4. There are a number of issues here. They are: the validity of the service of a claim form issued for service within the jurisdiction and served by post at a time when the Defendant was not within the jurisdiction the vality of any judgment entered in default the status of an application to set aside not made by the Defendant or solicitor on his behalf. Validity of service A claim form issued for service in the jurisdiciton and delivered to the Defendant by post at a time when the Defendant was not within the juridiction was held to constitute bad service. Per Collins J in Challeram v Challeram [2002] “.. it has always been, and remains, a fundamental rule of English procedure and jurisdiction that a defendant may be served with originating process within the jurisdiction only if he is present in the jurisdiction at the time of service, or deemed service. The Barclays Bank case* is simply an illustration of this principle (as is another case, not cited in argument, Cadogan Properties Ltd v Mount Eden Land Ltd [2000] IL Pr 722, in which the Court of Appeal held that if the defendant is outside England, an order for substituted service in England could not be obtained unless permission to serve proceedings out of the jurisdiction had been obtained). CPR Pt 6 contains general rules about service of documents and does not only apply to service of a claim form…but I do not consider that CPR 6.5 has swept away the general principle so far as it relates to service of the claim form.” *Barclays Bank Swaziland Ltd v Hahn [1989] 1 WLR 506 This approach was followed in Fairmays v Palmer [2006] Since then and with effect from 1 October 2008 CPR Part 6 has changed and CPR 6.9 has application to service of the claim form where the Defendant has not specified an address within the jurisdiction at which the claim form may be served. now provides: 6.9(1) This rule applies where (a) rule 6.5(1) (personal service); (b) rule 6.7 (service of claim form on solicitor); and © rule 6.8 (defendant gives address at which the defendant may be served), do not apply and the claimant does not wish to effect personal service under rule 6.5(2). (2) Subject to paragraphs (3) to (6), the claim form must be served on the defendant at the place shown in the following table. Nature of defendant to be served Place of service 1. Individual Usual or last known residence. (3) Where a claimant has reason to believe that the address of the defendant referred to in entries 1 .. in the table in paragraph (2) is an address at which the defendant no longer resides or carries on business, the claimant must take reasonable steps to ascertain the address of the defendant’s current residence or place of business (“current address”). (4) Where, having taken the reasonable steps required by paragraph (3), the claimant— (a) ascertains the defendant’s current address, the claim form must be served at that address; or (b) is unable to ascertain the defendant’s current address, the claimant must consider whether there is— (i) an alternative place where; or (ii) an alternative method by which, service may be effected. (5) If, under paragraph (4)(b), there is such a place where or a method by which service may be effected, the claimant must make an application under rule 6.15. (6) Where paragraph (3) applies, the claimant may serve on the defendant’s usual or last known address in accordance with the table in paragraph (2) where the claimant— (a) cannot ascertain the defendant’s current residence or place of business; and (b) cannot ascertain an alternative place or an alternative method under paragraph (4)(b). We are told (post no3) 'We were discussing the dispute with the solicitors, they said they would ring back. I informed them that my friend was leaving the country imminently. My friend left the country, the summons was received after she left..' We are also told (post no6): 'As far as I am aware, she wont be back before the end of October, depending upon her sorting out her mother's estate (the family took it all and she was next of kin, but in England) and that is not definite!' Whilst we are told the Defendant would be abroad and was abroad at the time of service, there is also evidence that the Defendant intends to return albeit no earlier than the end of October. That intention would be in keeping with her not having given up her residence in the UK and arguably the obligation under CPR 6.9(3) would not have arisen. In any event there is no evidence that the solicitors were told where else, once the Defendant had left the country, the Defendant might be served. Although a case might be advanced under the fundamental rule set out in Challeram, it should be noted that Challeram was a 2002 decision and Fairmay a 2006 decision, since when CPR 6 has changed as described above. I do not know of any decisions post 1 October 2008 on the point and it seems to me there is some risk that an analysis of the position along the lines I have made would result in the court finding there had been valid service of the proceedings notwithstanding the Defendant was abroad at the time of service. Validity of Judgment If the court found the fundamental principle as enunciated in Challeram applied after 1 October 2008, the judgment would be a nullity and set aside for lack of proper service. If the court found the fundamental principle had lapsed with the introduction of new CPR 6 on 1 October 2008, there are reasons to suppose the judgment would stand, subject to the usual considerations as to whether the Defendant was able to show in an application to set aside the default judgment that she had reasonable prospects of success. Status of application An application made in litigation if not made by the litigant herself must be made by a person having power to conduct litigation. Courts and Legal Services Act 1990 section 28 provides: Rights to conduct litigation. (1) The question whether a person has a right to conduct litigation, or any category of litigation, shall be determined solely in accordance with the provisions of this Part. (2) A person shall have a right to conduct litigation in relation to any proceedings only in the following cases (a) where (i) he has a right to conduct litigation in relation to those proceedings granted by the appropriate authorised body; and (ii) that body’s qualification regulations and rules of conduct have been approved for the purposes of this section, in relation to that right; (b) where paragraph (a) does not apply but he has a right to conduct litigation in relation to those proceedings granted by or under any enactment; © where paragraph (a) does not apply but he has a right to conduct litigation granted by that court in relation to those proceedings; (d) where he is a party to those proceedings and would have had a right to conduct the litigation, in his capacity as such a party, if this Act had not been passed. (2A) Every person who exercises in relation to proceedings in any court a right to conduct litigation granted by an authorised body has (a) a duty to the court to act with independence in the interests of justice; and (b) a duty to comply with rules of conduct of the body relating to the right and approved for the purposes of this section; and those duties shall override any obligation which the person may have (otherwise than under the criminal law) if it is inconsistent with them.] (5) In this section— “authorised body" means (a) the Law Society; (aa) the General Council of the Bar; (ab) the Institute of Legal Executives; and (b) any professional or other body which has been designated by Order in Council as an authorised body for the purposes of this section; “appropriate authorised body", in relation to any person claiming to be entitled to any right to conduct litigation by virtue of subsection (2)(a), means the authorised body (a) granting that right; and (b) of which that person is a member; “qualification regulations", in relation to an authorised body, means regulations (however they may be described) as to the education and training which members of that body must receive in order to be entitled to any right to conduct litigation granted by it; and “rules of conduct", in relation to any authorised body, means rules (however they may be described) as to the conduct required of members of that body in exercising any right to conduct litigation granted by it. Making an application to set aside judgment is conducting litigation and accordingly, unless the person conducting the ltigation is authorised by section 28, that application was always susceptable to striknig out for being an application made by a person lacking authority to make it. That is why you have been told by the court to find a solicitor, ie a person having a right to conduct litigation. I confirm if the Defendant is not going to make the application to set aside judgment herself, any application made on her behalf must be made by a solicitor or other person authorised under section 28. After saying all this, so long as the application is made by an authorised person the essential considerations for the court will be whether the Defendant can show she has reasonable grounds for successfully defending the claim. These grounds haven't been discussed as yet. Mind you, since you've only got until 25 September, you're better off spending your time providing detailed instructions to a solicitor rather than this forum. x20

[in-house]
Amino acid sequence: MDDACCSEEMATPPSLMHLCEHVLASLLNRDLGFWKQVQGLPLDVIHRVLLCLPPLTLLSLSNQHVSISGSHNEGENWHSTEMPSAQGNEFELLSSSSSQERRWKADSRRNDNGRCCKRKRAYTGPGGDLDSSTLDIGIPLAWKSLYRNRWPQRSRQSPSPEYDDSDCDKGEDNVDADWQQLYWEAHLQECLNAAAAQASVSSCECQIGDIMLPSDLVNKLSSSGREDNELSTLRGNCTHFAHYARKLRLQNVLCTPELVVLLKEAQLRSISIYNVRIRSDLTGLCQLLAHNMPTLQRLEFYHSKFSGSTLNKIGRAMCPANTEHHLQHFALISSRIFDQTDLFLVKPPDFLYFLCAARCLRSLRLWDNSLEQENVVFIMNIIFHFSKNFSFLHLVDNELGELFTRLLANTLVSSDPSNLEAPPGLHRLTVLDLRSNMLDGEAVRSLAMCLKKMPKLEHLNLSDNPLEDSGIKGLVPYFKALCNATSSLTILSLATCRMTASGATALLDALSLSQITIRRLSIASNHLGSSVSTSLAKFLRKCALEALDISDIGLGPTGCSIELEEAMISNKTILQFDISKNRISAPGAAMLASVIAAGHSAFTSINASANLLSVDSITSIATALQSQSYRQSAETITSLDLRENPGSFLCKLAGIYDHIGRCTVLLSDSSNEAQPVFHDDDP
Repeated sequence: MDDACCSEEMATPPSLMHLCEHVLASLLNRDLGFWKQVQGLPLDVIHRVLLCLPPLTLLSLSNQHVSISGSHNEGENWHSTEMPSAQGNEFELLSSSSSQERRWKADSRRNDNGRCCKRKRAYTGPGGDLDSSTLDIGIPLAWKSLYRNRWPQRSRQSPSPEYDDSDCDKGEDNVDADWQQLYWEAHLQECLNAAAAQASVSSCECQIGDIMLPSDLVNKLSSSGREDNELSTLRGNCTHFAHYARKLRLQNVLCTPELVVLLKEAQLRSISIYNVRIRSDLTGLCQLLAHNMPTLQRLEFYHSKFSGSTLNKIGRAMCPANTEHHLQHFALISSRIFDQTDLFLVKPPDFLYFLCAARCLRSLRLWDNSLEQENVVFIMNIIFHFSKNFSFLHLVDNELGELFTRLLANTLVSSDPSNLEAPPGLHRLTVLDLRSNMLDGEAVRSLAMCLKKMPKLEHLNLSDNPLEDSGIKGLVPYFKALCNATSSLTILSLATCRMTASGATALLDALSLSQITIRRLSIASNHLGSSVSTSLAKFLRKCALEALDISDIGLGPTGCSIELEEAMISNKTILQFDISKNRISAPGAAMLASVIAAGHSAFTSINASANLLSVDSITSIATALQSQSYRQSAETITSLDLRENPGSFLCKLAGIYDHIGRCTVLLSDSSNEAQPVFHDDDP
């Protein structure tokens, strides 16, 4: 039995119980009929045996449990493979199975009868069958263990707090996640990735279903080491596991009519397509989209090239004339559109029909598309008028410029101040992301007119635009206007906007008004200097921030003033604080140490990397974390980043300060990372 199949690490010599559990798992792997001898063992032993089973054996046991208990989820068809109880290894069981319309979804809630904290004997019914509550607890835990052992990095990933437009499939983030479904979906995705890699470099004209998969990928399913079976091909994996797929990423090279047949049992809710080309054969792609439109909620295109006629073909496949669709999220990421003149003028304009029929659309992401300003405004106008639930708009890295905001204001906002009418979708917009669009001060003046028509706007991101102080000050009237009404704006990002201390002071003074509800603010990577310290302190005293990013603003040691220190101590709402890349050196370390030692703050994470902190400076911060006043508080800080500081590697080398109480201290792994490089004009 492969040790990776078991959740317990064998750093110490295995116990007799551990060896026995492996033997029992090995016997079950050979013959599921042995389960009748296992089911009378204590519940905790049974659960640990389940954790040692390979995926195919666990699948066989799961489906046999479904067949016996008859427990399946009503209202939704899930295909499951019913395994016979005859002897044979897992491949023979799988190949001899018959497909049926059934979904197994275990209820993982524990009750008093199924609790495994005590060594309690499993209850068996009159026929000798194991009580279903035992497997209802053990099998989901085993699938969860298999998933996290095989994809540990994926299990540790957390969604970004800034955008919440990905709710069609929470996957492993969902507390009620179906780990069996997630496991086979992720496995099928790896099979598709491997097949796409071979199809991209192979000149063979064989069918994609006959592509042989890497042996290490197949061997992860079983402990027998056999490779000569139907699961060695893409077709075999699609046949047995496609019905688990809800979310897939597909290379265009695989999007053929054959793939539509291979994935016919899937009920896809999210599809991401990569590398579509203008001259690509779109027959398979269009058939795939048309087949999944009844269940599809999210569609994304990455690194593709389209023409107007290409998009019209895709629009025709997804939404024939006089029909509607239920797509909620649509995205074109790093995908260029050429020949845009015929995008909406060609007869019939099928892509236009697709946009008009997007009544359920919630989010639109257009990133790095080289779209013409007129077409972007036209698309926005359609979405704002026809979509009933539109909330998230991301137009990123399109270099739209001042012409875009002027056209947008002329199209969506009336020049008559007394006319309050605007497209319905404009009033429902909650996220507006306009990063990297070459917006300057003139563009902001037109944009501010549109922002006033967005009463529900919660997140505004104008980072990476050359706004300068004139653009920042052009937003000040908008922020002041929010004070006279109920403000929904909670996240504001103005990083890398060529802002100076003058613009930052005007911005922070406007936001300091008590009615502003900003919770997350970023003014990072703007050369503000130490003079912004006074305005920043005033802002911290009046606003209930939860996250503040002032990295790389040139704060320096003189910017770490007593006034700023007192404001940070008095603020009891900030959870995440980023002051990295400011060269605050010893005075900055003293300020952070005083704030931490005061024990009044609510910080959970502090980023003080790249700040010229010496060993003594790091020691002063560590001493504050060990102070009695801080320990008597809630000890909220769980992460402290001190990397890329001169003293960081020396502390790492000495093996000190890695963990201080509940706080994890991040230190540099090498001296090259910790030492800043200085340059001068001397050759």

5. The PF85A is a simple document used to certify an opponent's non-compliance with an unless order and gain the consequential advantages the unless order afforded. It has nothing to do with costs assessment proceedings. To begin detailed assessment proceedings you will need to complete a N252 and attach a bill of costs and the order giving rise to your costs entitlement and send these to the paying party. x20